This week we came across an article that had several of us shaking our heads. Titled "Please Stop Ideating," the article seems to criticize the ideation process:
"Let’s face it, ideation is fun. It’s a taste of freedom away from the constraints of an everyday job, and it can feel pretty exhilarating. And yet an ideation-fest invariably creates an illusion of generating new ideas that’s followed by disappointment when it becomes clear that none are actually being developed. [...]
And it gets worse. Not only might an ideation session fail to improve innovation, it can actually impede the process. Many times I’ve witnessed leadership teams leaving these sessions confused by all the additional new product ideas they need to consider."
And there, my friends, is the problem. When divergence is performed alone, without the convergence, of course you run into trouble. Too often ideation is regarded as only divergence, when that's only half the battle. When you end after the first stage, you only have half-baked ideas without much there yet.
In fact, ideation should equal both divergence and convergence. I believe in this so strongly that I consider divergence without convergence to be ideation malpractice.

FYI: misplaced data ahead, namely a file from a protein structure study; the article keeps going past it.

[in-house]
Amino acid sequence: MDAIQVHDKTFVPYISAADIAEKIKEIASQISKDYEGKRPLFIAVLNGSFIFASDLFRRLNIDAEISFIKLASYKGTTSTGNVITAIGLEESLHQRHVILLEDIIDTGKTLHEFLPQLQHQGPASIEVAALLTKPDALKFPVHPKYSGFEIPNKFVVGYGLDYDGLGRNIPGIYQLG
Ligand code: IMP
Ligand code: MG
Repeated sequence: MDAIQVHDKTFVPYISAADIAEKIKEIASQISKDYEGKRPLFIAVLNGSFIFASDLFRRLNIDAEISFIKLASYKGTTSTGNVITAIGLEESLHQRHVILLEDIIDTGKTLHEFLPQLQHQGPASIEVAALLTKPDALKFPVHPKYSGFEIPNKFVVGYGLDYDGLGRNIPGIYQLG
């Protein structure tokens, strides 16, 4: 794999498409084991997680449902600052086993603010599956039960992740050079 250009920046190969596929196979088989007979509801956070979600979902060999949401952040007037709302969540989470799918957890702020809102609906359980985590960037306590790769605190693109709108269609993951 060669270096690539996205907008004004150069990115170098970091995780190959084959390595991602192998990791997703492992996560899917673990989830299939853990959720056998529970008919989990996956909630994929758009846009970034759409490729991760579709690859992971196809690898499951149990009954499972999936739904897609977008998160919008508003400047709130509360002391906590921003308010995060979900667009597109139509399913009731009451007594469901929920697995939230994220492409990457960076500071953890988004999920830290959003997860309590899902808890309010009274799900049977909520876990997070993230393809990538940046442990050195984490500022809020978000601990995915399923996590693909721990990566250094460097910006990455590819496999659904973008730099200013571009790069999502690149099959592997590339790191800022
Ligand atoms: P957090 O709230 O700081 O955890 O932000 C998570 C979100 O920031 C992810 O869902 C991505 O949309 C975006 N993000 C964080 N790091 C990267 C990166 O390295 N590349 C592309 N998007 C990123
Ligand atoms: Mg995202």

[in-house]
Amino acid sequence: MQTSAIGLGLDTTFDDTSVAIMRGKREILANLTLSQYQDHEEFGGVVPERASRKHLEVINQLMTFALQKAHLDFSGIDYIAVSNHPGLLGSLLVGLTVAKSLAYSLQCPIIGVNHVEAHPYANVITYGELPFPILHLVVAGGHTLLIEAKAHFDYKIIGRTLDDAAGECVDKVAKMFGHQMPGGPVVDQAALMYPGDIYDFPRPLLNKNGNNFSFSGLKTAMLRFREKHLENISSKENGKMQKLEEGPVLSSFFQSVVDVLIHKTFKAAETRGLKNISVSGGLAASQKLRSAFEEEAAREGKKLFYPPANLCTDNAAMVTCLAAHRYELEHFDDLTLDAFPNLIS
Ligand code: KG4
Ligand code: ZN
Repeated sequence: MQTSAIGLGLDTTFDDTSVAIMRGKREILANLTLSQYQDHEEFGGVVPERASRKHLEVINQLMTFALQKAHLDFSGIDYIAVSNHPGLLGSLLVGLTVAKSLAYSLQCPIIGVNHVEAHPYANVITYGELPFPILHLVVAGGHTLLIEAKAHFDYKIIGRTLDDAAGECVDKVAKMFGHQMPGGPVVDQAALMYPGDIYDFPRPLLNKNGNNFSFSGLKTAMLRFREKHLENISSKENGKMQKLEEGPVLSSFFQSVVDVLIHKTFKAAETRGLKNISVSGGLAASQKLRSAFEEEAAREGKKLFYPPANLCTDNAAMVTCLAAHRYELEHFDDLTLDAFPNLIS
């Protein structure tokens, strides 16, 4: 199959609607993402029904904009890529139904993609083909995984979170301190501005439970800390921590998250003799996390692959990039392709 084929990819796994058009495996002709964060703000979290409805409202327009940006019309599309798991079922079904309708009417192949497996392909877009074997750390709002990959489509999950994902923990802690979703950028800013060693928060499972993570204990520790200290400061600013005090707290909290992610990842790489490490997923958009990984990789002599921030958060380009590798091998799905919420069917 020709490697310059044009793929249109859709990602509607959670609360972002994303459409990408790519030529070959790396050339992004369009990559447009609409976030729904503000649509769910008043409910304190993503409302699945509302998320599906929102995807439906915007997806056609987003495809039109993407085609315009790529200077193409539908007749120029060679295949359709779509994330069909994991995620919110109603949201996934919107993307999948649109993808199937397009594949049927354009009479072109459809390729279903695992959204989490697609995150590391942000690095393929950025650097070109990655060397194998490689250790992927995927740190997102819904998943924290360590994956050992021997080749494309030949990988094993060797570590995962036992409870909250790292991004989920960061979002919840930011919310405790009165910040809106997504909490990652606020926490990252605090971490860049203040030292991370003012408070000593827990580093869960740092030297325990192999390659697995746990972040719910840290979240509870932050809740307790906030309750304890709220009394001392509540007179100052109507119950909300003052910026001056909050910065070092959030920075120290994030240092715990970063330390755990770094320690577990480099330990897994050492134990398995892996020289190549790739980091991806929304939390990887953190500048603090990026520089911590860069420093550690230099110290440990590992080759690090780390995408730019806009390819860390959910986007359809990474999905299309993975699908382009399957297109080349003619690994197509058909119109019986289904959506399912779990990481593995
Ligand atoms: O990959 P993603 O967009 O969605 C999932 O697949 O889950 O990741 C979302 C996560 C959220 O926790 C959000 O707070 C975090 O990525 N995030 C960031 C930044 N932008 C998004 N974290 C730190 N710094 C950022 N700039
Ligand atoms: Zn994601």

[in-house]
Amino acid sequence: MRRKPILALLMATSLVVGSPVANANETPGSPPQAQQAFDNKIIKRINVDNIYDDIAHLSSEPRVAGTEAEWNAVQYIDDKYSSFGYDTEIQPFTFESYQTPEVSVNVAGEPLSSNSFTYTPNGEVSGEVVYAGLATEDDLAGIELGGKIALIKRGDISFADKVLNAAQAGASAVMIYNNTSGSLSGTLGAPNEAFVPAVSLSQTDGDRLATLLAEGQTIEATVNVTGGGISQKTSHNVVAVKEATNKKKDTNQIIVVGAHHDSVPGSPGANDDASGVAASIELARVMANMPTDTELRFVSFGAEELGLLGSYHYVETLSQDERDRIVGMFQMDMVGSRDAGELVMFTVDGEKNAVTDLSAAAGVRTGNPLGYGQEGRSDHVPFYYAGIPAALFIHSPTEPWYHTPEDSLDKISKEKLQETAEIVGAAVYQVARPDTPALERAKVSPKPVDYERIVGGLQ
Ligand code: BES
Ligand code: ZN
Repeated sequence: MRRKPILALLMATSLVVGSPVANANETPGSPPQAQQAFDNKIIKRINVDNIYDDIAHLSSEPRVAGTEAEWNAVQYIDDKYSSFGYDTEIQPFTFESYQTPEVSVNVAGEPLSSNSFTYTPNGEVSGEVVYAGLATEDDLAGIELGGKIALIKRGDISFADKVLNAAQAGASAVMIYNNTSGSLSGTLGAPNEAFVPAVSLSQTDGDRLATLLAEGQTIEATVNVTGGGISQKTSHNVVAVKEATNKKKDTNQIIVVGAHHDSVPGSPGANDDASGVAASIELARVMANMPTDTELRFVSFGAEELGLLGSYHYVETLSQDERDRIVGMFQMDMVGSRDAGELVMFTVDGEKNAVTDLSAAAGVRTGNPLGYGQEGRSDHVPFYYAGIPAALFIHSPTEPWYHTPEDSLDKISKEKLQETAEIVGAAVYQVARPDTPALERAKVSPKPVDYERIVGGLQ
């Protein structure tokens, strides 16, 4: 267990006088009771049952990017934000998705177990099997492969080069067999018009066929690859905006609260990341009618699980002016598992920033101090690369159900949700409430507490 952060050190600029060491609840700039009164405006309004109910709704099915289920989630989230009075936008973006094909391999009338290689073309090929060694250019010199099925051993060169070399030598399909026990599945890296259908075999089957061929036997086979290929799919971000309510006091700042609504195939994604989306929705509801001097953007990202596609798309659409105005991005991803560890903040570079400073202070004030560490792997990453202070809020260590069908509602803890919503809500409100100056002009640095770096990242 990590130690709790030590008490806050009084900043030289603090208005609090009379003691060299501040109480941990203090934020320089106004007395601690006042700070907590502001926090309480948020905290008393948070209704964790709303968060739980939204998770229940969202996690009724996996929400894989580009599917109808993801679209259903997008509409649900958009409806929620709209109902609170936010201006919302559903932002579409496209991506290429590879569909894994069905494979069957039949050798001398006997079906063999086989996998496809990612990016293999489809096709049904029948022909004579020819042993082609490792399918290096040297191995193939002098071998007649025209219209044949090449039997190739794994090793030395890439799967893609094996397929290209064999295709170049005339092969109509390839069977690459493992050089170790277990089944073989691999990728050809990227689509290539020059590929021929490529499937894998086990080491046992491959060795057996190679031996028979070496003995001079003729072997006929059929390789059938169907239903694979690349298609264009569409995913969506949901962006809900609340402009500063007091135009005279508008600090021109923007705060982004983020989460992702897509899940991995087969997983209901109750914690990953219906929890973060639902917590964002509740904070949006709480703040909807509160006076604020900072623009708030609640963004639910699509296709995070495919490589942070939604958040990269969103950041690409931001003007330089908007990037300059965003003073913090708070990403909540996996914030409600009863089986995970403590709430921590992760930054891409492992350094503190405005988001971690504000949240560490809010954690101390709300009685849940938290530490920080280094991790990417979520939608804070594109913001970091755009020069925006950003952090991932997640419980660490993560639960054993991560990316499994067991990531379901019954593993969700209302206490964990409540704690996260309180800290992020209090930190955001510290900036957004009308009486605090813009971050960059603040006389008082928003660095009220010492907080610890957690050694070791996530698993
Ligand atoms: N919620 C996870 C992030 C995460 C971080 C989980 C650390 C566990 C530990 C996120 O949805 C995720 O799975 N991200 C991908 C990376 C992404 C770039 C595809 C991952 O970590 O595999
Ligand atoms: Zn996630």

Here is the Diamond model depicting our ideation process. The top half shows the divergence process, which gets you to lots of possibilites—but that's only half way. The second half, convergence—when you select the best ideas to move forward and refine—is when the real work begins.
The truth is, there are lots of companies that can do ideation—it's really not that hard. What's hard is doing it with a strategic focus, and continuing the process—converging—until you have polished, refined results.
We choose to go for quantity in the initial divergence stage because—to put it in a baseball analogy—you need a lot of at-bats to get a hit, and a lot of hits to get a home run.
Convergence means that—even once you've hit the home run—you have to leave home plate and run the bases. The hit doesn't count until you complete the diamond.
So when you're looking for a partner for an innovation session, don't ask if they're good at ideation—ask if they're good at convergence. That's how you'll know you'll walk out happily, with good content to take home—and further refine.
(By the way, you can check out a few of the home runs we helped with here.)
Christine Haskins is a Principal Innovation Process Facilitator, iCoN® Panel Director, and VP of Customer Experience at Ideas To Go, an innovation agency that works with Fortune 500 companies in ideation and concept development to incorporate the voice of the consumer.
Christine Haskins is an Emeritus Facilitator and Former Vice President of Customer Experience at Ideas To Go. She worked with customer-centered innovation for Fortune 500 companies across all market categories and industries.